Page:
Wellington confessed to the duchess’s daughter, Georgiana Lennox, that the army was off tomorrow, but he gave every appearance of sang-froid. As the company moved into the hall on the way to supper, a mud-spattered officer, Harry Webster, pushed his way through the crowd. He had a message for the Prince of Orange. The twenty-three-year-old prince, commander of the Dutch-Belgian army based on his birth not his experience, tucked the message away unread, but Wellington asked to see it. Wellington read the message and at once ordered Webster to summon four horses for the Prince of Orange’s carriage. The message, from Constant de Rebecque, whom the prince had left in charge at his headquarters, revealed that Bonaparte had crossed the Sambre river at Charleroi. He was attacking not from the west but on the Allies’ eastern flank, trying to separate them from their Prussian allies.
Wellington maintained a cheerful demeanor through supper, laughing with young Georgiana Lennox and his Brussels flirt, Lady Frances Webster. But after supper, he asked the Duke of Richmond if he had a map of Belgium in the house. In the duke’s study, Wellington stared down at the map spread on the desk and declared that “Napoleon has humbugged me by God!” He said he had ordered the army to concentrate at the crossroads of Quatre-Bras, but they wouldn’t stop him there. “In which case,” Wellington is reported to have said, “I must fight him here,” pressing his thumb down on the village of Waterloo.
Meanwhile in the hall and ballroom, the illusion that they were at an ordinary ball had well and truly broken. The front door banged open and shut. Soldiers called for their horses, girls darted across the floor shouting the names of their beloveds, parents scanned the crowd for sons. The musicians had begun to play again in the ballroom, but the strains of the waltz vied with the call of bugles from outside. Georgiana Lennox slipped off to help her eldest brother, Lord March, pack up his things. She thought the young ladies still waltzing were “heartless,” but for many of them it would be the last chance to dance with husbands, sweethearts, and brothers.
The Duchess of Richmond’s ball has been dramatized by many novelists, including Thackeray in Vanity Fair, Georgette Heyer in An Infamous Army, and Bernard Cornwell, in Waterloo, part of the Richard Sharpe series. I wrote about the ball myself in one of my historical romances, Shores of Desire. Even though this is the second time I’ve approached the ball, I was a bit intimidated by such an iconic historical event. I wrote the ball scenes in layers. The historical details, the physical setting–from the glitter of the ball to the chaos it dissolved into–the more intimate emotional landscape of my characters, real and fictional, saying farewell to loved ones. It was particularly interesting to have both Suzanne/Mélanie and Raoul O'Roarkel there, with the complex emotions both are feeling. Malcolm/Charles surprised me by turning into something more of an action hero in this book that he’s been before. He ended up being at the battlefield much of the time and carrying messages for Wellington. I was relieved to in my research that Wellington, with many of his aides-de-camp wounded, did apparently press civilians into service to carry messages at Waterloo.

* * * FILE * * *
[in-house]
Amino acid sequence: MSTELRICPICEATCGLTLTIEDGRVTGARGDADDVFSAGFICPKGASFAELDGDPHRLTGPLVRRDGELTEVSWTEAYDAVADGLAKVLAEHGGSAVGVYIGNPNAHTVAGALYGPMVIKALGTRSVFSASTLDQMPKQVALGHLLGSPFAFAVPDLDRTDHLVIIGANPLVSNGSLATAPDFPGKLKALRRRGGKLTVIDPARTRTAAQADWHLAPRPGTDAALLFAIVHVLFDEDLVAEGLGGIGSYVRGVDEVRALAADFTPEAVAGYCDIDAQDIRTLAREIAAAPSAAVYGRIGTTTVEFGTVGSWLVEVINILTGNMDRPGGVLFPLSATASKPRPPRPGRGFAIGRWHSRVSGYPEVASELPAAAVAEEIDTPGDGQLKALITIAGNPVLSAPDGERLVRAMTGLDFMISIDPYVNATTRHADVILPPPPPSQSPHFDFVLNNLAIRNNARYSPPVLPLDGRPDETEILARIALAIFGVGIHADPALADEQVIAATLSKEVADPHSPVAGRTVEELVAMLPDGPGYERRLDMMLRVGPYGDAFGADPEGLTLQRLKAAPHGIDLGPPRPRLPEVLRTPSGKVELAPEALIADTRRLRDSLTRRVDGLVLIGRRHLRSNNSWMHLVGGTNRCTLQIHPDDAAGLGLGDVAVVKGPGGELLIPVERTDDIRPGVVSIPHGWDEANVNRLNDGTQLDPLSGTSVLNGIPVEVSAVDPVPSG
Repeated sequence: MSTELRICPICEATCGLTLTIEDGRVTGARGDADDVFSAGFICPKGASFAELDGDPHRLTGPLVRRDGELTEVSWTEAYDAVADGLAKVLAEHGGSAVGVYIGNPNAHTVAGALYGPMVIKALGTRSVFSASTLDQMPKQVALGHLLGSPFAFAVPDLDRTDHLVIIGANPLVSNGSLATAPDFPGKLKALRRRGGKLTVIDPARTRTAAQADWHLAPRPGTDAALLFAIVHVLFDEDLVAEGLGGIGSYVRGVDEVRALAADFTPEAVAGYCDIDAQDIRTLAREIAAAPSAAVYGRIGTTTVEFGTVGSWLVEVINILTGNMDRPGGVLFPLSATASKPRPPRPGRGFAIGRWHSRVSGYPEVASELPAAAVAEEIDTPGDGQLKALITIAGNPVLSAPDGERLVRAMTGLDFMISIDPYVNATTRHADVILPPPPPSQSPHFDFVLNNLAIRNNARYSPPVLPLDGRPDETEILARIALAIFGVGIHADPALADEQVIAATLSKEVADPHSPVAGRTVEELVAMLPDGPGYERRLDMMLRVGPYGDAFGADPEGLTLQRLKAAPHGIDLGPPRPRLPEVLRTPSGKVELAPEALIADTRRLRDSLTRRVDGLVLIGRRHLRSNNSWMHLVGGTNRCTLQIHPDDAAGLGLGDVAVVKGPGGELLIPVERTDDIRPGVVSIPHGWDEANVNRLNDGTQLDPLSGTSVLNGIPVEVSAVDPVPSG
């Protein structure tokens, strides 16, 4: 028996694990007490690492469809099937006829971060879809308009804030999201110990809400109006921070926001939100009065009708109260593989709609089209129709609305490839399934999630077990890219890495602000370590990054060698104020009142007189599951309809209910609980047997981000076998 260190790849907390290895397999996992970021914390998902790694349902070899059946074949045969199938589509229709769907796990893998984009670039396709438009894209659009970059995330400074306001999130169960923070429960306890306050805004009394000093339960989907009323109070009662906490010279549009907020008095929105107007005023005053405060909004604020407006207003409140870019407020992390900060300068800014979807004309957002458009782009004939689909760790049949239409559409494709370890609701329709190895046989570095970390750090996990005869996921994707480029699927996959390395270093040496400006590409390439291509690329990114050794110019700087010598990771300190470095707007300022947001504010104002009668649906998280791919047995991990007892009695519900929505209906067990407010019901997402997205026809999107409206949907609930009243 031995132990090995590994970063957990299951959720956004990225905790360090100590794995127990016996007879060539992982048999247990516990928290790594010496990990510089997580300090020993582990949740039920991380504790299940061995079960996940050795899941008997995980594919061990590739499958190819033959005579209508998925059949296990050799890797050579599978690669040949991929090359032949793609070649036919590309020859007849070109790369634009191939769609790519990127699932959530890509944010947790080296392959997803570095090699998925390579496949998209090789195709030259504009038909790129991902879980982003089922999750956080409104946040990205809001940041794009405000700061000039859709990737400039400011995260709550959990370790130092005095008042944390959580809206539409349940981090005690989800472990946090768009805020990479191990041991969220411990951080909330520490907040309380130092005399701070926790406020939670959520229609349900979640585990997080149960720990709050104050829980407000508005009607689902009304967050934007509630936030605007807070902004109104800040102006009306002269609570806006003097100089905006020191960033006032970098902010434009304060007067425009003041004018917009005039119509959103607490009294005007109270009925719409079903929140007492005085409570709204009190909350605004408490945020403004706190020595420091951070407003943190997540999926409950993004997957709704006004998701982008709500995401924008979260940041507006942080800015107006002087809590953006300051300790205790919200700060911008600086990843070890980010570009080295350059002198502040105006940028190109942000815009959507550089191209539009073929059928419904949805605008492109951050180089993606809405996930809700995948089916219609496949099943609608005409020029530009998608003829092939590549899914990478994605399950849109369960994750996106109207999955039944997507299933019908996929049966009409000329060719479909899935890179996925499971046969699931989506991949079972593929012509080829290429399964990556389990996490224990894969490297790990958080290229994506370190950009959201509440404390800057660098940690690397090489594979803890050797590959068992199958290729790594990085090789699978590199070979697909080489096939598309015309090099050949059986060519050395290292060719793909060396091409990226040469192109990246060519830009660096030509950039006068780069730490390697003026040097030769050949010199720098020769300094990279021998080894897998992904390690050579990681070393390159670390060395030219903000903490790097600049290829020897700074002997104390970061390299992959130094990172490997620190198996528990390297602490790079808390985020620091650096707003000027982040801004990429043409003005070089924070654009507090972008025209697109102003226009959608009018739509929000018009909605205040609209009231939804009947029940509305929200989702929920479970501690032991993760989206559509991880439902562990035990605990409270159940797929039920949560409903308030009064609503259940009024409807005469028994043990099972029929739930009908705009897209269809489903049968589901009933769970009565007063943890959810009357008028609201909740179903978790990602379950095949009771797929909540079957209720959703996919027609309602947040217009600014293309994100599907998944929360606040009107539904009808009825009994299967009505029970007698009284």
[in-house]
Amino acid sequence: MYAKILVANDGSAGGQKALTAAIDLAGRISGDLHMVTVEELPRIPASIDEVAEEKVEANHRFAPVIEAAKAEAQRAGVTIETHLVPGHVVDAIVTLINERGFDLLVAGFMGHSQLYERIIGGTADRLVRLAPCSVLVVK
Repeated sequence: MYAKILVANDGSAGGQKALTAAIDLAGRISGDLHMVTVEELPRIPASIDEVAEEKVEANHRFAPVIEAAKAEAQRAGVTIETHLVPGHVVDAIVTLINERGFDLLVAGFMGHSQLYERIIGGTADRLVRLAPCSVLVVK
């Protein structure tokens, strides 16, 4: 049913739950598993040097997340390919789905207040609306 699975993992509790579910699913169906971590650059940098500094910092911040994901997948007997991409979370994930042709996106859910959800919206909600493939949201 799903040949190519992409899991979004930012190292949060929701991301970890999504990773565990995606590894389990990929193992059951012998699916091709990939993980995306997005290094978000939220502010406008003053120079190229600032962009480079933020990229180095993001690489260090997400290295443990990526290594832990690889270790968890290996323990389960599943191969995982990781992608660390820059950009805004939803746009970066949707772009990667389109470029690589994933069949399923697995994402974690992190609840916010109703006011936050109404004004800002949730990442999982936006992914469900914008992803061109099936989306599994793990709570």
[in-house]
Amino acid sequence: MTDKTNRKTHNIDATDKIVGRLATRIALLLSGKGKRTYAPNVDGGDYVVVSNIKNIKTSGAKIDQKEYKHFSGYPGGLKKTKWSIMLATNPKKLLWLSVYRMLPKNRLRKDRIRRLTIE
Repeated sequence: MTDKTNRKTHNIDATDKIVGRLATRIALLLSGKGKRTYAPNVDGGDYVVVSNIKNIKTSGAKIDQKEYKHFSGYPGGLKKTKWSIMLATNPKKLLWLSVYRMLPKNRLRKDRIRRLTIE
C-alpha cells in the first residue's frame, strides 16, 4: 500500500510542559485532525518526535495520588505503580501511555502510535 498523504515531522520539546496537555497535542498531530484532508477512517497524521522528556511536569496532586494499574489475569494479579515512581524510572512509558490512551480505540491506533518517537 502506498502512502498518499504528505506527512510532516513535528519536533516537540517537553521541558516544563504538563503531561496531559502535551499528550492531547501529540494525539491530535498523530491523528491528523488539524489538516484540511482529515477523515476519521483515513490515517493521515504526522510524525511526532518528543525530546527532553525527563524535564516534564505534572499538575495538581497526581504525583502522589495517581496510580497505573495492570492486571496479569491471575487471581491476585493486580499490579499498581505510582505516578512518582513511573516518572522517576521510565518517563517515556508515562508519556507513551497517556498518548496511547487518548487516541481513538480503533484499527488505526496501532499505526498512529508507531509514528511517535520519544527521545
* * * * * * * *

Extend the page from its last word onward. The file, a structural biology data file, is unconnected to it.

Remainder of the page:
The Allies fought the French, under Marshall Ney, at Quatre-Bras on 16 June. The results were inconclusive, but on 17 June the the Allies had to fall back north toward Brussels to keep close to the Prussians, who had been driven back by Marshall Grouchy. The retreat took place in torrential rain, thunder, and lightning. Wellington and the other senior commanders and their staffs spent the night of the 17th in quartered in the village of Waterloo. The battle took place the next day, 18 June, on a nearby stretch of ground between two ridges on which each army assembled.
In my first draft of Imperial Scandal I was preoccupied with getting down the logistics of the battle, weaving in the plot developments that needed to happen and getting my characters in the right place at the right time for the historical chronology. Not to mention making sure I had details of uniforms and weapons right. I was reasonably happy with how the battle sequence turned out in the preliminary version. In subsequent drafts I layered in more texture and emotion. And sheer horror. Waterloo was a particularly bloody battle with some 47,000 soldiers killed or wounded. At the end of the day, the field, a relatively confined stretch of ground, was strewn with dead or dying men and horses. The 5th division was reduced from four thousand to little more than four hundred. General Cavalié Mercer of the Royal Horse Artillery reported that “of the 200 fine horses with which we had entered the battle, upwards of 140 lay dead, dying, or severely wounded.”
The battle of Waterloo has been dramatized brilliantly by a number of writers. Two of my favorite depictions, both brutal and heart-rending, are Heyer's in An Infamous Army and Bernard Cornwell in Waterloo.I had to remember that I was telling my version of the battle and the surrounding events, through the lens of this story and these characters.
Labels: Bernard Cornwell, Georgette Heyer, Imperial Scandal, Napleon Bonaparte, Teresa Grant, Thackeray, Tracy Grant, Waterloo, Wellington